1 In 4 People Had Sex With A Roommate During Lockdown, Survey Finds
When we were deep in the throes of lockdown earlier this year, many parts of our lives changed drastically—including, for anyone not living with a partner, suddenly having almost no access to sex. No bars, no parties, no get-togethers with friends, and no dates with strangers from an app meant sex was suddenly almost totally unavailable.
And so desperate times called for desperate measures.
According to Match's newly released Singles in America study, a significant number of people started having sex with their roommates during lockdown.
The rise of "situational sex."
Nearly 1 in 4 single people had sex with a non-romantic roommate in the past six months, according to the Match survey of 5,000 U.S. singles. Younger people were the most willing to cross the line, with 33% of millennials and 46% of Gen Z getting in bed with a roomie.
"It didn't surprise me at all," Helen Fisher, Ph.D., the biological anthropologist and Match's chief scientific adviser who led the study, tells mbg.
Many people end up living with someone they don't know that well or at all out of convenience and affordability, she says, and they don't actually end up spending much time together. But the pandemic forced these types of roommates together.
"During the lockdown they were forced to spend a LOT of time together, dine together, play games, watch TV, and mourn their losses together. This 'self-disclosure' leads to intimacy," she explains. "And with little else to do, they eventually begin to find their roommates attractive, funny, kind, and comfortable in new ways. And this can easily lead to kissing, cuddling, and more—to relieve stress, entertain themselves, and explore this readily available option: hooking up."
The unusual spike in sex between roommates is an example of what sex scientists call situational sexual behavior, which refers to when people adopt different sexual behaviors because social or environmental factors have made their normal sexual preferences and behaviors unavailable.
"One's normal sexual tastes, desires, and opportunities are not available," Fisher explains, "so men and women change their behaviors to fit this less desirable situation. This is very common in jails, other enclosed institutions, and even when one is traveling alone in unfamiliar/unknown places. Under these less desirable circumstances, men and women simply change their priorities and behaviors to suit the moment."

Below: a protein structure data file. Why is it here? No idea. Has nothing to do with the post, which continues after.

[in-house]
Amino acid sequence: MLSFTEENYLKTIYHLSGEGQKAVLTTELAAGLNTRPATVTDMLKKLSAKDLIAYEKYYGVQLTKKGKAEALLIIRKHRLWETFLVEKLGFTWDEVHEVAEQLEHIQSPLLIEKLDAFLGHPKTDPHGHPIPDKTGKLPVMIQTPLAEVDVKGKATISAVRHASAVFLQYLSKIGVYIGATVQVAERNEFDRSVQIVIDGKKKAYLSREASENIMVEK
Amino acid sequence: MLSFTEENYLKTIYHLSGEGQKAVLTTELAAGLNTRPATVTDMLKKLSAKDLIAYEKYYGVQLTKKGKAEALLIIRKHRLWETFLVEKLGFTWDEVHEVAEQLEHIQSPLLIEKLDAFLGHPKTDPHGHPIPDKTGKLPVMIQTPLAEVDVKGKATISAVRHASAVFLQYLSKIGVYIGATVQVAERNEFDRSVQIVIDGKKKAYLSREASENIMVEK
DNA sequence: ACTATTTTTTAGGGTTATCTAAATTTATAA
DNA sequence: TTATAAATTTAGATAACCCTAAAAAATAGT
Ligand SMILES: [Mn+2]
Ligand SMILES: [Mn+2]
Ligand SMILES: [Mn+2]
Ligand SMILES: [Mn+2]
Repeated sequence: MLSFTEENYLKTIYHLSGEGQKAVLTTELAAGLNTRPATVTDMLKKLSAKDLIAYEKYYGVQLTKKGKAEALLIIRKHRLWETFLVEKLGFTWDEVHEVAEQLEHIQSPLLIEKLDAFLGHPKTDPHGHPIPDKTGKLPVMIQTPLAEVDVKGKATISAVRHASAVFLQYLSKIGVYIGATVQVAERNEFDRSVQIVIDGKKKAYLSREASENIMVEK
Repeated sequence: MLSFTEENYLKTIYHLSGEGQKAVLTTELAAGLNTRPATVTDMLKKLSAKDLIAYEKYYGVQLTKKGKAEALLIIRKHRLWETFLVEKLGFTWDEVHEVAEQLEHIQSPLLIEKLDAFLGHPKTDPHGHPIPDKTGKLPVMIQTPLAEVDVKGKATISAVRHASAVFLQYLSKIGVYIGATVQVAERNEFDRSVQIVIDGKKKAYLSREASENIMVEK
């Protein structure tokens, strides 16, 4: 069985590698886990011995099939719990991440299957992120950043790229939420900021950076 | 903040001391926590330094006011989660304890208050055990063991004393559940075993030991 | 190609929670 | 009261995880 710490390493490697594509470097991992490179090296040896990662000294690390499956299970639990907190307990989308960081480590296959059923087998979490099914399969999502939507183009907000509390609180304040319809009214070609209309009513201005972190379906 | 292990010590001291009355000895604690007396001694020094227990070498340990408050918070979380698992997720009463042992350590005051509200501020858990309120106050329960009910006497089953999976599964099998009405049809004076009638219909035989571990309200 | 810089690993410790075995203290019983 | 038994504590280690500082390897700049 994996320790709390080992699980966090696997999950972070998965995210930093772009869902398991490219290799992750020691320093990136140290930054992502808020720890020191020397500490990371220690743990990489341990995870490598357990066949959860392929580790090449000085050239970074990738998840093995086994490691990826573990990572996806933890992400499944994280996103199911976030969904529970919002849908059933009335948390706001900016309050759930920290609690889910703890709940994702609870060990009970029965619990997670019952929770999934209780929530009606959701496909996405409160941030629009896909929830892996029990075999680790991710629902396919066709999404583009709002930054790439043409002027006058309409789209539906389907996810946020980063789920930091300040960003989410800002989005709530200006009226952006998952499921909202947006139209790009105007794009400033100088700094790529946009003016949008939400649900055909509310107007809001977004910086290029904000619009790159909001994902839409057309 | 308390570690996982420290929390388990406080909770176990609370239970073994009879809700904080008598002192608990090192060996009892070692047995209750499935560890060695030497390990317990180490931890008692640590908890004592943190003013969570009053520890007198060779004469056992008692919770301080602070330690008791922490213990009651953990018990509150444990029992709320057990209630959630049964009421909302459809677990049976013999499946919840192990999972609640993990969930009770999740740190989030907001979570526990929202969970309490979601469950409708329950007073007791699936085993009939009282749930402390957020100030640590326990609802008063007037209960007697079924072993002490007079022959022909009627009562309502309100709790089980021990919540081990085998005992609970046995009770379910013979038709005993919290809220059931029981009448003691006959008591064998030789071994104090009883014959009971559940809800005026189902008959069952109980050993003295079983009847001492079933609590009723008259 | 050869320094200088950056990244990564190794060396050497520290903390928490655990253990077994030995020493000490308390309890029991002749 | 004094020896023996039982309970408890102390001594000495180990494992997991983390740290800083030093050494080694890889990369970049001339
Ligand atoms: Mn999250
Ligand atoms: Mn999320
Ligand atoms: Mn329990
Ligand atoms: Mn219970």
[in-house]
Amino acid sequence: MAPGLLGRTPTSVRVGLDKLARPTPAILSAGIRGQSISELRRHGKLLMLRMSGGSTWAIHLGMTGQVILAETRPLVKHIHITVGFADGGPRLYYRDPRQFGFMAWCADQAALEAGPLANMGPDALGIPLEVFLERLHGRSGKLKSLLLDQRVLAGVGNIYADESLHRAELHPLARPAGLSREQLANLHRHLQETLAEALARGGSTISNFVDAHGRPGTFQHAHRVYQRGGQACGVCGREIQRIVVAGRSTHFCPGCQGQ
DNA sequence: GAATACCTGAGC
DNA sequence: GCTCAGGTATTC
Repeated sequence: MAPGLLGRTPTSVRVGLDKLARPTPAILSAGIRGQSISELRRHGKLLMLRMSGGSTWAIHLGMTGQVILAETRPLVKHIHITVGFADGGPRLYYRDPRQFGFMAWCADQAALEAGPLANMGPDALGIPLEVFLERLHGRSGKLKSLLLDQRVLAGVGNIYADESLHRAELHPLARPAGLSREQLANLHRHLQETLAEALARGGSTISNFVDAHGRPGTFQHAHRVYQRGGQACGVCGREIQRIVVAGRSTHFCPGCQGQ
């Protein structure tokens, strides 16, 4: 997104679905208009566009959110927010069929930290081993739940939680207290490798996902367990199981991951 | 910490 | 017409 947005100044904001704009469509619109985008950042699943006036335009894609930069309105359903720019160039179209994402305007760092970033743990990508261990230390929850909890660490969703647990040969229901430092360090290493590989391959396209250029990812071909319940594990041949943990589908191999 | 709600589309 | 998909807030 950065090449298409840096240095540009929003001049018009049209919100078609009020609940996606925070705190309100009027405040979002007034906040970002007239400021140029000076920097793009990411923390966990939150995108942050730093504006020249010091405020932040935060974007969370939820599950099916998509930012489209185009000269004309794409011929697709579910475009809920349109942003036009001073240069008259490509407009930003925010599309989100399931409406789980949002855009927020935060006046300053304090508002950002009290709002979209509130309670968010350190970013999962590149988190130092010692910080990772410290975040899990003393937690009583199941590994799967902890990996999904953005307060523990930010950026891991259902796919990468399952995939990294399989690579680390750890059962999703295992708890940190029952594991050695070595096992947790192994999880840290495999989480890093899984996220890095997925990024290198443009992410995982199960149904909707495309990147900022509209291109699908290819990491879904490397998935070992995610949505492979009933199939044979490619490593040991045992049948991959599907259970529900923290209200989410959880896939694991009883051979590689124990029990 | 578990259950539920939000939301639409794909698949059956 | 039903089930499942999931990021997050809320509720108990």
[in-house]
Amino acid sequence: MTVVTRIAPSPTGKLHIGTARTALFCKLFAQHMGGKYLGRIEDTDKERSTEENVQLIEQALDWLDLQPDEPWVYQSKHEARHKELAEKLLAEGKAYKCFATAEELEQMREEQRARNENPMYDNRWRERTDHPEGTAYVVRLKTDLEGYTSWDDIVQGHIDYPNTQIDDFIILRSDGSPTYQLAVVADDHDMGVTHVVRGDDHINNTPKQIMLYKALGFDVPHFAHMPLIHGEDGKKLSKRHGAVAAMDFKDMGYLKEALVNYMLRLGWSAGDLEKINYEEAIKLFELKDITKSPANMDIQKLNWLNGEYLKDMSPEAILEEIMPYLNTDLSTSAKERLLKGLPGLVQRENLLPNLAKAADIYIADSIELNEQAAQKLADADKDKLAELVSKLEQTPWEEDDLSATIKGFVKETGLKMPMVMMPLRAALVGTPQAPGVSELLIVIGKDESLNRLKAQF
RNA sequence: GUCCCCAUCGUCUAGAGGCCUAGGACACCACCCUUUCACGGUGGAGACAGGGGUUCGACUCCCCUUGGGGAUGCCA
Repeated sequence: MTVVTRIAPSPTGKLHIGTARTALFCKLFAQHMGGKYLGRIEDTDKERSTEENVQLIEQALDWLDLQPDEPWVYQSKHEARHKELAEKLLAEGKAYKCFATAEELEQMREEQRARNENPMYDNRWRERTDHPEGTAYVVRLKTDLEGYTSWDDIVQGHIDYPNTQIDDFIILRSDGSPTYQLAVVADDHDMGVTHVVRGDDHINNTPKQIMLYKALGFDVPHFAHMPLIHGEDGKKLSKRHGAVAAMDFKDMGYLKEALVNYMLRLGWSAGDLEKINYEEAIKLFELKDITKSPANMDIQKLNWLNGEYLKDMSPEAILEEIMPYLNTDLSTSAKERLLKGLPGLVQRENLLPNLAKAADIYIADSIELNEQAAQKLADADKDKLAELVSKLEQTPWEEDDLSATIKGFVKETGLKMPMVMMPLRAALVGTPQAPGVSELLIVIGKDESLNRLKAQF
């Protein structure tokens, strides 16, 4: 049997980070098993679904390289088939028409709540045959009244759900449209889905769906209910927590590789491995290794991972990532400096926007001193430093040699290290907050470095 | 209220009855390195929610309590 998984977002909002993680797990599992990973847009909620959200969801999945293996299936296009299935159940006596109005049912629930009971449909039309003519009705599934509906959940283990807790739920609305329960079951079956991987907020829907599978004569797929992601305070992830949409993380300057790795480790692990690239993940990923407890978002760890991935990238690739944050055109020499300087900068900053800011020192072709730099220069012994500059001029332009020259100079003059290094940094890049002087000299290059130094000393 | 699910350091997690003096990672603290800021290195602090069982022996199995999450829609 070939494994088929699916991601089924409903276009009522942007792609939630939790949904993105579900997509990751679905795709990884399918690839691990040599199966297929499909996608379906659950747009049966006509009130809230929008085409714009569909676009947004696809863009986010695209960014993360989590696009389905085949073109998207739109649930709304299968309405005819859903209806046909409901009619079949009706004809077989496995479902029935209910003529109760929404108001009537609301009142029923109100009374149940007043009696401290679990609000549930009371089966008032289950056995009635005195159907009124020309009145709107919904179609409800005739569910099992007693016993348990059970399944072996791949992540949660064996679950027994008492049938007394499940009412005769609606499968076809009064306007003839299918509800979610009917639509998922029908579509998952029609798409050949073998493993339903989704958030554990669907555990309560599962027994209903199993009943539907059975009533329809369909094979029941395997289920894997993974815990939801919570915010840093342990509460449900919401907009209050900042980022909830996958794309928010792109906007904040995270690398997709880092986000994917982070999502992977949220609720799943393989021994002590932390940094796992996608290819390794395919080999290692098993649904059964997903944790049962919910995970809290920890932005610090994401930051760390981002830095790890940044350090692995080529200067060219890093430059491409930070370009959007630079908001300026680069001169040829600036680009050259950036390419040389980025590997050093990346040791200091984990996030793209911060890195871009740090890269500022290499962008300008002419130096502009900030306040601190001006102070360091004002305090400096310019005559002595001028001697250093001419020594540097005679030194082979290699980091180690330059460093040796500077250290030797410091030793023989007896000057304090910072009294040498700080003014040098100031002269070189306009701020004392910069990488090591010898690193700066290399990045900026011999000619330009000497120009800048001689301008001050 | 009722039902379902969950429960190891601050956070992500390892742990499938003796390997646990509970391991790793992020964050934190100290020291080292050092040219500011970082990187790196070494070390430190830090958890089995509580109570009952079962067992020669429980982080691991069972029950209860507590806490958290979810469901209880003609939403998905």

What does it mean?
People who happened to sleep with their roommates during the pandemic haven't necessarily been secretly lusting after them all along. Rather, the context just made having sex with this particular person turn into a desirable option when it previously hadn't been.
Fisher adds that all the situational sex isn't anything to worry about. "Humankind has been changing their sexual behaviors to suit the moment for millions of years. And as soon as we get back to more normal dating, men and women will return to their normal habits, tastes, and opportunities," she explains.
The only exception to that, of course, is if real romantic feelings also bubble up in the midst of all that self-disclosure and situational sex. Fisher personally suspects that many of these sexual experiences between roommates probably did lead to love "...or other complications."
Relevantly, so-called turbo relationships have also boomed amid the pandemic. Breakups too. Match's survey found 1 in 4 singles had gone through a breakup during the lockdown.
So is it a good idea to start a relationship with someone just because you happened to be living with them at the time of a traumatic global event? That's up for debate. But just in case, here are some tips on how to keep things from getting messy while living with an ex.
Kelly Gonsalves is a multi-certified sex educator and relationship coach helping people figure out how to create dating and sex lives that actually feel good — more open, more optimistic, and more pleasurable. In addition to working with individuals in her private practice, Kelly serves as the Sex & Relationships Editor at mindbodygreen. She has a degree in journalism from Northwestern University, and she’s been trained and certified by leading sex and relationship institutions such as The Gottman Institute and Everyone Deserves Sex Ed, among others. Her work has been featured at The Cut, Vice, Teen Vogue, Cosmopolitan, and elsewhere.
With her warm, playful approach to coaching and facilitation, Kelly creates refreshingly candid spaces for processing and healing challenges around dating, sexuality, identity, body image, and relationships. She’s particularly enthusiastic about helping softhearted women get re-energized around the dating experience and find joy in the process of connecting with others. She believes relationships should be easy—and that, with room for self-reflection and the right toolkit, they can be.
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